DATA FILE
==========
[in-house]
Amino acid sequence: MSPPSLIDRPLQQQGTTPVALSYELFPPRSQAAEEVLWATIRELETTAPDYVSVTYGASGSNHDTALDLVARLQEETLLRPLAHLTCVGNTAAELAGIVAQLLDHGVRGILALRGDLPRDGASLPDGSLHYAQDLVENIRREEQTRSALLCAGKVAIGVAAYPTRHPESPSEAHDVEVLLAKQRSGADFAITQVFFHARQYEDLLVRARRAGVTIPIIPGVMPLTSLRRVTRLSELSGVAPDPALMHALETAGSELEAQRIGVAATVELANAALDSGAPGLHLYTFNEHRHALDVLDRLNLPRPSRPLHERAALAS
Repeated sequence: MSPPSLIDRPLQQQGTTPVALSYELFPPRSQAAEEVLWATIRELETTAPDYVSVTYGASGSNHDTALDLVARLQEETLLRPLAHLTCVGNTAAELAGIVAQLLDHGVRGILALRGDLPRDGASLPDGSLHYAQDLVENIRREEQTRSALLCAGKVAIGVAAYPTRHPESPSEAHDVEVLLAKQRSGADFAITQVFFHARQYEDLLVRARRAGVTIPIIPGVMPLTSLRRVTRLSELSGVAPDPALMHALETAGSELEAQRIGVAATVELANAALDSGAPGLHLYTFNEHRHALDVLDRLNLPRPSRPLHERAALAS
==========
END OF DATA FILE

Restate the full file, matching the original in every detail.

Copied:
[in-house]
Amino acid sequence: MSPPSLIDRPLQQQGTTPVALSYELFPPRSQAAEEVLWATIRELETTAPDYVSVTYGASGSNHDTALDLVARLQEETLLRPLAHLTCVGNTAAELAGIVAQLLDHGVRGILALRGDLPRDGASLPDGSLHYAQDLVENIRREEQTRSALLCAGKVAIGVAAYPTRHPESPSEAHDVEVLLAKQRSGADFAITQVFFHARQYEDLLVRARRAGVTIPIIPGVMPLTSLRRVTRLSELSGVAPDPALMHALETAGSELEAQRIGVAATVELANAALDSGAPGLHLYTFNEHRHALDVLDRLNLPRPSRPLHERAALAS
Repeated sequence: MSPPSLIDRPLQQQGTTPVALSYELFPPRSQAAEEVLWATIRELETTAPDYVSVTYGASGSNHDTALDLVARLQEETLLRPLAHLTCVGNTAAELAGIVAQLLDHGVRGILALRGDLPRDGASLPDGSLHYAQDLVENIRREEQTRSALLCAGKVAIGVAAYPTRHPESPSEAHDVEVLLAKQRSGADFAITQVFFHARQYEDLLVRARRAGVTIPIIPGVMPLTSLRRVTRLSELSGVAPDPALMHALETAGSELEAQRIGVAATVELANAALDSGAPGLHLYTFNEHRHALDVLDRLNLPRPSRPLHERAALAS